Nine Perfect Strangers by Liane Moriarty was my November Book of the Month, and this book was interesting to say the least. When I read the description about this book, I was excited because I thought it would be a psychological thriller. Maybe it was, but not in the traditional sense of a thriller. I feel like it had some psychological challenges that each of the guests had to face, so it did have that going for it.
The story is told through multiple points of view and gives different perspectives about what is going on at the retreat. Without giving any specific spoilers, I will mention that this retreat seems to a little sketchy. When the guests first arrive at the Tranquillum House, it seems that something is off about the place. Howeverrrrrr, it took about 250 pages for things to truly pick up. It might be due to so many character POVs and character development.
Speaking of character development, each of the characters are interesting in a sense, but I think some of them seemed flat and superficial. I felt that some were included just for the purpose of having nine characters. Frances was one of the characters that had the most POV chapters. She seemed to have an interesting background, but her character development was basically nonexistent. Ben and Jessica were probably some of the most dynamic characters because they ultimately had an epiphany from their “personal transformation”, which was kind of exciting. Although, Jessica did tend to get on my nerves most of the time I did enjoy reading their POVs. Carmel was just annoying. She seemed to whine on and on about her body image even though she was consistently told that she wasn’t fat or overweight. She was full of self loathing because she “let herself go” and her husband left her when he wasn’t attracted to her anymore. It’s sad, I get that. But I don’t need to hear about it in every single dialogue from her.
The Marconi family seemed to be the most well developed and interesting characters. The life experience they were trying to get through is the most difficult challenge any of the guest had to face, and I felt that Napoleon, Heather, and Zoe each provided a more dynamic element to the story.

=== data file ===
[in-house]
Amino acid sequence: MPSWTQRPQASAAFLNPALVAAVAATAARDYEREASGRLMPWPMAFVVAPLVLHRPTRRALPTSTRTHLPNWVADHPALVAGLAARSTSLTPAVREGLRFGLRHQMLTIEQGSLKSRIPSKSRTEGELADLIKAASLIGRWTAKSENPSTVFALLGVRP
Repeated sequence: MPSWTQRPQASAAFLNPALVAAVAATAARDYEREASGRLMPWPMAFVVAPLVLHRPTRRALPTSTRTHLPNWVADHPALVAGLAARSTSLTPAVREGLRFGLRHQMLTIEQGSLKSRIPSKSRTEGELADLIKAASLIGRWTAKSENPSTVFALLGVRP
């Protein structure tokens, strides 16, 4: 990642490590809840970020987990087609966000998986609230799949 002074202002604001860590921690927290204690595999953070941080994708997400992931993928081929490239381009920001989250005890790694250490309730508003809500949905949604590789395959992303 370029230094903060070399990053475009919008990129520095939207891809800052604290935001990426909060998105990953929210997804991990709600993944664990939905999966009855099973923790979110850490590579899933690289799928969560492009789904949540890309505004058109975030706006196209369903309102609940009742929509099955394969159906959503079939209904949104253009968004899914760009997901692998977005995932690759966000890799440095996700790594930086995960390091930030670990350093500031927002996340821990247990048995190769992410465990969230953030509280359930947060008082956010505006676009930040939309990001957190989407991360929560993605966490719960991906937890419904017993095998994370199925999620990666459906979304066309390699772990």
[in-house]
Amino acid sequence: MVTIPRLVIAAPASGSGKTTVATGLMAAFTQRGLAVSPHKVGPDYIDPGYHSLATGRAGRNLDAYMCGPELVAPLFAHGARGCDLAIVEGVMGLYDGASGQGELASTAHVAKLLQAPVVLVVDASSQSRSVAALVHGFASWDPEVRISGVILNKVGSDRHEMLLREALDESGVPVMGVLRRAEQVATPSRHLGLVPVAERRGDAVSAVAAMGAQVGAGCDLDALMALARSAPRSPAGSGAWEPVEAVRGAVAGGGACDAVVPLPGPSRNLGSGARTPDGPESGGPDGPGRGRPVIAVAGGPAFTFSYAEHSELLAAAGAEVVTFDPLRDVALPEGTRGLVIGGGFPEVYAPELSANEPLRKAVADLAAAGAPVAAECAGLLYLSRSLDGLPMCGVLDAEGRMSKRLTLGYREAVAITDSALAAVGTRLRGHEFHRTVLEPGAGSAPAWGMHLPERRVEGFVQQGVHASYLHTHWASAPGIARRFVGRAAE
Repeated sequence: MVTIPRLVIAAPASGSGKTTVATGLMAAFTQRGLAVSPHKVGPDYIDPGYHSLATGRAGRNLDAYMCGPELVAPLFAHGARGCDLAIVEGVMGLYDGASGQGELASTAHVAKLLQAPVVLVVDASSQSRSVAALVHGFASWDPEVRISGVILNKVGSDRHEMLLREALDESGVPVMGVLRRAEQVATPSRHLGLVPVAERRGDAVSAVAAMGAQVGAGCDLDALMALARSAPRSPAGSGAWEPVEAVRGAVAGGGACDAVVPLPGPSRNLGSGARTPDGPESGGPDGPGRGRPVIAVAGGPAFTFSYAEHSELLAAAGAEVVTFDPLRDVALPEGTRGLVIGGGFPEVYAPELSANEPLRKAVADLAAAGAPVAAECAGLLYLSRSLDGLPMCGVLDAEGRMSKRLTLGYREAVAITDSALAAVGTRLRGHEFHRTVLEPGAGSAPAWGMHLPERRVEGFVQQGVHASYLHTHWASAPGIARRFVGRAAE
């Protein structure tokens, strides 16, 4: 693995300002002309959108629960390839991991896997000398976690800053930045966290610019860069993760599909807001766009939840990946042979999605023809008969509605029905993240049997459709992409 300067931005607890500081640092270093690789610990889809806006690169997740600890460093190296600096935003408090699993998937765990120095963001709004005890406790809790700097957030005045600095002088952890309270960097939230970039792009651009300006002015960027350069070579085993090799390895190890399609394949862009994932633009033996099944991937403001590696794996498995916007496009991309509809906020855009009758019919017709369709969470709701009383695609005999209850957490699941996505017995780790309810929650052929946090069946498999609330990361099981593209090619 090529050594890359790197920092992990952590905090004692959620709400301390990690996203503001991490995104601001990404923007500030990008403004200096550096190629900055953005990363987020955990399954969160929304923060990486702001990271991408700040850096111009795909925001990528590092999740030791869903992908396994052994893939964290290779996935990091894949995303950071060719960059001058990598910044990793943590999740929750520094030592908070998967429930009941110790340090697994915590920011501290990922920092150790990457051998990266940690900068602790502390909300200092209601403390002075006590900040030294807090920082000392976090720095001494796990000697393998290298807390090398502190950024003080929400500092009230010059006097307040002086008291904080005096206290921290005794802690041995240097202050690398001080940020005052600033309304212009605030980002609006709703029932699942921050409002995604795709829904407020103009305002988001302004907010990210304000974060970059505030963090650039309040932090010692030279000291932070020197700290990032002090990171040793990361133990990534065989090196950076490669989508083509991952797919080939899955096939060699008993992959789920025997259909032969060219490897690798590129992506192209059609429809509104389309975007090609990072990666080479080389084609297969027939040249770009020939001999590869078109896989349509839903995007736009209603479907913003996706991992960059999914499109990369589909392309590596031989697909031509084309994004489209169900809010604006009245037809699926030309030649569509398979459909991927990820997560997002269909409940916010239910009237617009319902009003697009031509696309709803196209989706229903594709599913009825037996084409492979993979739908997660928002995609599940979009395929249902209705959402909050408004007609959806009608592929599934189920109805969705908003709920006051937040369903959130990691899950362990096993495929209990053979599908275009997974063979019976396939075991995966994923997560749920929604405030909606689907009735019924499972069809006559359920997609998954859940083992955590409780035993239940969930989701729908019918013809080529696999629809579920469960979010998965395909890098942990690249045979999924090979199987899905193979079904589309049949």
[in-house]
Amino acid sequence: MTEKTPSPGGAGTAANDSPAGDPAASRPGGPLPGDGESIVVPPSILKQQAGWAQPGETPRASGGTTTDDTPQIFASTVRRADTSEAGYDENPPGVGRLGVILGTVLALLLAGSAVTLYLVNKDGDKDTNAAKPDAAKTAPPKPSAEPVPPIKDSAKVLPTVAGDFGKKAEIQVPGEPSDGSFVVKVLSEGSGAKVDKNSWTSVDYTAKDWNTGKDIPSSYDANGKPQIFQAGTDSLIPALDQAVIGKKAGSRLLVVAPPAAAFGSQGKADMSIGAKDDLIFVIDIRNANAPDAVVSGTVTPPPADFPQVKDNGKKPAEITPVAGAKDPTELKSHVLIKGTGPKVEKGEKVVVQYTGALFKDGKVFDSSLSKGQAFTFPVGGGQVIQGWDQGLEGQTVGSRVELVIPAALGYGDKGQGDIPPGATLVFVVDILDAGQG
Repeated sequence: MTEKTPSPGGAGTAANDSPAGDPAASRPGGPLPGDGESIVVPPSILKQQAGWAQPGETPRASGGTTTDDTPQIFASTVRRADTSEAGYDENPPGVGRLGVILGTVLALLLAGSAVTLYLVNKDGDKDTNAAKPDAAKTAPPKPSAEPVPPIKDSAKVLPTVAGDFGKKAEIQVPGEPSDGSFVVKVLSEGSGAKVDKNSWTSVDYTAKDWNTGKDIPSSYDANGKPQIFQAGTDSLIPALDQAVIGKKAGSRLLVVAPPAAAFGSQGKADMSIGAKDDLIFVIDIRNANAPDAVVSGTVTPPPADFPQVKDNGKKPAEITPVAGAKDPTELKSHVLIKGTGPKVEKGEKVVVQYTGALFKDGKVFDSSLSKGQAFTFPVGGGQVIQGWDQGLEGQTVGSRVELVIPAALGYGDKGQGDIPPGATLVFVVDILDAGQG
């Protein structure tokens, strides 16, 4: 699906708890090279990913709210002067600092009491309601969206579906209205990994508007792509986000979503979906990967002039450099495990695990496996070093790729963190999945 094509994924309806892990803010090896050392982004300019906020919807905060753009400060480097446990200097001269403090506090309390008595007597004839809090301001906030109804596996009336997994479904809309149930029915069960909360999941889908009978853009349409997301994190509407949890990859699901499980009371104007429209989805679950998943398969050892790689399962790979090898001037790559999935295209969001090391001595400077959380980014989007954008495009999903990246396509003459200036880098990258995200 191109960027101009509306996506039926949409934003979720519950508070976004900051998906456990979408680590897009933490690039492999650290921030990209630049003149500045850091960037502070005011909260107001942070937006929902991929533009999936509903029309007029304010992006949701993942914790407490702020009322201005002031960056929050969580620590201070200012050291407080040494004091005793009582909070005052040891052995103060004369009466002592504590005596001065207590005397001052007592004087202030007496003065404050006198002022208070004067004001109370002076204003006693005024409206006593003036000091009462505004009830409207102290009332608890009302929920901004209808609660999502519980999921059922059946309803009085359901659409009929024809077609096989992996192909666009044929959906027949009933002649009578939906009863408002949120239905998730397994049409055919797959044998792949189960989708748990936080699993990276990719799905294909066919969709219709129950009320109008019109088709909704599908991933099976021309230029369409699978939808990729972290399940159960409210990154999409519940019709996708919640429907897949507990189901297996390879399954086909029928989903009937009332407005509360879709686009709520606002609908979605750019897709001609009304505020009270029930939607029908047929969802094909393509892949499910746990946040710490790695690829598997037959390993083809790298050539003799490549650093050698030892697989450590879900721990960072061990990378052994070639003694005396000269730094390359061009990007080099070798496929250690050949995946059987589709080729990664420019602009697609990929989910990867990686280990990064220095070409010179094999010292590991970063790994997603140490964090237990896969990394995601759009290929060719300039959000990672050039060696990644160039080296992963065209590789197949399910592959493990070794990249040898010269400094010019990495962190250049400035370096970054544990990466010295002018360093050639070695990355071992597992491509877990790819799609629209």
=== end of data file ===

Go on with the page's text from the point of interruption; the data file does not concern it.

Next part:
TBH, I was a little disappointed because this book wasn’t truly a psychological thriller. With a title like Nine Perfect Strangers, I guess I made an incorrect assumption thinking it might be reminiscent to And Then There Were None by Agatha Christie. Other than the Resort Director being a creepy, maniacal narcissist there wasn’t really anything thrilling about this novel. Despite that, I did enjoy reading this. After 250 pages of endless ramblings and character introductions, things started to get an exciting and made me wonder what was going on. Without giving any spoilers, that is really all I can say about this.
The next part of this review will contain spoilers, so read at your own risk!
What really annoyed me about this is that no one got murdered. That sounds harsh. I know. But, I feel that if this was more of a whodunnit type of mystery thriller, this book could have been so great. Add in the suspense of wondering which one of the guests is secretly a murderer, and BAM. Perfection. Frances kept referring to Tony as “Serial Killer”, so naturally I thought someone was going to die. Sadly, No. And the irony…. Frances ended up falling for Tony and they lived happily ever after. While I am a sucker for romance, I wasn’t really feeling it in this book. It seemed kind of forced, especially since she was a romance writer who was scammed during an internet romance (WTF? Is this for real?).
Thennn….. Masha – The resort director – secretly had been giving the guests drugs to induce psychedelic therapy. This seems like the perfect opportunity to truly create some entertaining chaos… Again, sadly no. What was entertaining was how she completely lost her shit and made everyone believe they were going to be burned alive when she said that building was on fire, while they were locked in the meditation room. I think she may have been my favorite character as crazy and maniacal as she was. Eventually, she even went to jail for her unorthodox treatments. Once she was out, she still continued with her secret facilities. Hopefully, she does go fully psycho and murder her guests. Liane Moriarty should consider that as a sequel to this book.
I would recommend this book despite my endless rambling and ranting. My main issue was that I began reading it with the wrong idea, but I did like it. It was different that other types of books I’ve read before, and I couldn’t put it down about half way through because I was intrigued at the point. If you have read it then share your thoughts with me because I am always up for a book discussion.